shame on you, spade cooley/tales from the sleazy underbelly of the golden age of western swing/country music in los angeles by Admin
Spade Cooley would have been 97 today, had he not died some years ago of a heart attack, backstage during intermission of his famous (final) governor reagan approved, pre-prison parole concert.
A little, half-indian, classically-trained violinist from Oklahoma, Cooley was probably one of the most bizarre and megalomaniacal C&W stars ever, this during the era when the W in countrynwestern still meant something–he the self-proclaimed King of Western Swing (though the general consensus of history would later crown Bob Wills with that title).
Spade first entered the western bizniss as a Roy Rogers stand-in but gained fame (and notoriety) for his swing band – a hit of the then-hip Santa Monica Pier clubs. Far slicker than the hard, jazzy, honky tonk-influenced western swing of the esteemed Mr. Wills, Cooley’s true talents (along with his own top-notch fiddlin’) lay in his orchestration and arrangements, with a penchant for fairly eclectic takes on standards (or soon-to-be standards).
This somewhat bizarre clip (I wonder what it’s from, besides the obvious answer of TCM) I think somewhat illustrates that, showcasing a famous incarnation of his band(members rotated fairly often, given how quick Spade was to fire on a whim), with Tex Williams singing around the campfire and some really, really, really intense yodeling from a gal whose name I can’t recall (check the comments). The last number demonstrates his eclecticism expertly with an expanded band, replete with a cowboy harpist (not blues harp, hon, he got an orchestral harpist), two string basses, a jazz drummer with a fuller kit than Wills’ Texas Playboy for sure and like a buttload of other stuff too.
Although it’s hip to equate classic country with a bare-bones approach these days, this is clearly not always the case, and Spade’s band exemplifies that fact. Too Hollywood for some, but I dig it.
Anyway, as Cooley’s arrangements got increasingly baroque and his alcoholism worsened, the Western Swing trend just happened to die down and Spade was not gonna go quietly. Bizarre comeback attempts like a new all-female group and a Western theme park (this just after Disneyland was a big success) drained his money and it became difficult for him to maintain his rockstar lifestyle (he kept a mansion to himself and his groupies and housed his wife and daughter in a secluded rural ranch, forbidding them to leave the property).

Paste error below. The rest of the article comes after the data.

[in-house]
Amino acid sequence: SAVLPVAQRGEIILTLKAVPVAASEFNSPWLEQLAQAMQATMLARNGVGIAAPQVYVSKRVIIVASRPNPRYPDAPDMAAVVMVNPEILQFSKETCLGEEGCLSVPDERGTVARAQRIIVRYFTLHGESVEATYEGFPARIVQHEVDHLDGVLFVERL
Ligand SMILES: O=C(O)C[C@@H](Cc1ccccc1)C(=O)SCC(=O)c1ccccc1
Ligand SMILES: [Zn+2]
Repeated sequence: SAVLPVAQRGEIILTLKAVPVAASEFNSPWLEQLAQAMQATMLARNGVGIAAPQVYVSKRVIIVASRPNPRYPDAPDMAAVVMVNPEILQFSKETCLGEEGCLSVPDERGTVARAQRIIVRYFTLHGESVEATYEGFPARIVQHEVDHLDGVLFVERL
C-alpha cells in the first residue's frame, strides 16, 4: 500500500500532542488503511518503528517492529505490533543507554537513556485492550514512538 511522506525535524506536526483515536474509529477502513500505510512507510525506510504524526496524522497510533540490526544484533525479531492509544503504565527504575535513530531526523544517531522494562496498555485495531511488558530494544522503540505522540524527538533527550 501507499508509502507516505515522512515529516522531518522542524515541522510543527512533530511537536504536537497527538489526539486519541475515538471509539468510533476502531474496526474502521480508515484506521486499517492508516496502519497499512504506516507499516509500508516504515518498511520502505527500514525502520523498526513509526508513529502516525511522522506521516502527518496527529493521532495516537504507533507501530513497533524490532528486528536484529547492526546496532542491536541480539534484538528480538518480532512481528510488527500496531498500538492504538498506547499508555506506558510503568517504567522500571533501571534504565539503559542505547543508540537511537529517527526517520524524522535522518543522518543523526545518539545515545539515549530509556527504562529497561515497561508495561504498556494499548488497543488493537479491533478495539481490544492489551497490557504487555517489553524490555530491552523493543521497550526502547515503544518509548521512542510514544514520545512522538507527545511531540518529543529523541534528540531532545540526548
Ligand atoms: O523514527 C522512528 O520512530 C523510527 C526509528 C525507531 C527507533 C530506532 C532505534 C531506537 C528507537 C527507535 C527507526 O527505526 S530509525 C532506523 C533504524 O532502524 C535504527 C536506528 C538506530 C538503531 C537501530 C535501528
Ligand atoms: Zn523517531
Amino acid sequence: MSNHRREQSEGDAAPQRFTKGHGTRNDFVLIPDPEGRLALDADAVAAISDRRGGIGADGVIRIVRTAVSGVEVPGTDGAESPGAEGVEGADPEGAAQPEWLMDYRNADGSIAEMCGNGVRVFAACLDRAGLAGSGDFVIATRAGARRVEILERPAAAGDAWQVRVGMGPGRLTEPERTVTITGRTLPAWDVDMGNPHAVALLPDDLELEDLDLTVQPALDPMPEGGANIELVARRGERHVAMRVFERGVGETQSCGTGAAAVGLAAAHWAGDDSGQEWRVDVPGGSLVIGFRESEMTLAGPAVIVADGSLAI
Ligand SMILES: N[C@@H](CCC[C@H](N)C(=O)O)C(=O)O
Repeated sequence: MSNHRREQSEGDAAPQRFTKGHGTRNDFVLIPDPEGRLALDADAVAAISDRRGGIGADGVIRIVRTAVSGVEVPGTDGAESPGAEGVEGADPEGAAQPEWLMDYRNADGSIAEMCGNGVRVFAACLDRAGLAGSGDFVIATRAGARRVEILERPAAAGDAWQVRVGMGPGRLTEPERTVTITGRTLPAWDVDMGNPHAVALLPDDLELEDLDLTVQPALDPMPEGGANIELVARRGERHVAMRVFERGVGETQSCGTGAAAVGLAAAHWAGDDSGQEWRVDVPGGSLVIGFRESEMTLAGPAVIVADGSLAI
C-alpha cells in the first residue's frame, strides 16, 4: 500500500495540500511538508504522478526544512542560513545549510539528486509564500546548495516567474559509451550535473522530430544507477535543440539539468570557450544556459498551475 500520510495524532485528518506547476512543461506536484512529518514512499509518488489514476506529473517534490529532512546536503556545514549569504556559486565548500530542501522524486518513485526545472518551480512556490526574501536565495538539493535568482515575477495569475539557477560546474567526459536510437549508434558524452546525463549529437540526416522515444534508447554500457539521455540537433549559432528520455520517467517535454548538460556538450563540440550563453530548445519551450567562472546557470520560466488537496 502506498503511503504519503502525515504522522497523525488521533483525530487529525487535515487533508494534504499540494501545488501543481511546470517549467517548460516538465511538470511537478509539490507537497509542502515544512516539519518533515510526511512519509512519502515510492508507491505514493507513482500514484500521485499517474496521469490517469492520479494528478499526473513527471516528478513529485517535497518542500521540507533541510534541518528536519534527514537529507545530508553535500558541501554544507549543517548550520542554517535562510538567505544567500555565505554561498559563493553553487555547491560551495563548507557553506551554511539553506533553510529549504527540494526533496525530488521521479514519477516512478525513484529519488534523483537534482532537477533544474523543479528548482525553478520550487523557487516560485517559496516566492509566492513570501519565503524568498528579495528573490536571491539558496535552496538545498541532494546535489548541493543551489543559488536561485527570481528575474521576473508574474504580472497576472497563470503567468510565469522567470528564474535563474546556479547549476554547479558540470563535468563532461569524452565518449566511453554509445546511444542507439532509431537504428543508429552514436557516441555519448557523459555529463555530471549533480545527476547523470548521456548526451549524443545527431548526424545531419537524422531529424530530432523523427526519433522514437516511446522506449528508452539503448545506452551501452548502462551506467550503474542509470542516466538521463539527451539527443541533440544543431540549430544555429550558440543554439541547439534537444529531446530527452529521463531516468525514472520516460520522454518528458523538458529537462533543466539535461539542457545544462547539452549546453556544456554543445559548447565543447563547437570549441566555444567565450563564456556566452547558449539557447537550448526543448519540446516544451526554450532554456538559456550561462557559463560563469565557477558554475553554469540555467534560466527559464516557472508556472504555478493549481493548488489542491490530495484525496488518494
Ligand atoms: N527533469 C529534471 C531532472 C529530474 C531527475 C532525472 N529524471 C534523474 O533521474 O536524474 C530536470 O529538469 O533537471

Becoming increasingly and more bizarrely jealous of his wife and convinced that she was involved in a sex cult along with his two business partners in the failed theme park bid–he spot their limp-wrists miles away, he claimed–Spade became violent, especially when he caught word that his wife had confessed to a galpal a decades-old, brief affair with old chum Roy Rogers (though Rogers was apparently confused to hear this and many suspect she invented it out of guilt, weary of Spade’s accusations).
So he beats the shit out of her and stomps her to death with his cowboy boots in front of their fourteen year old daughter.
His questionable and confusing behavior (he was clearly out of his mind) during the trial, I think, insured against a death sentence, and he almost got out of his life sentence after a couple decades on good behavior, instead dying of a heart attack at the pre-parole announcement concert the state had awarded him the opportunity of performing. The whole sordid affair aside, he played a mean fiddle and although the scandal tainted his legacy, no western swing fan could deny his place in the history of that tradition.
Happy Birthday, Spade!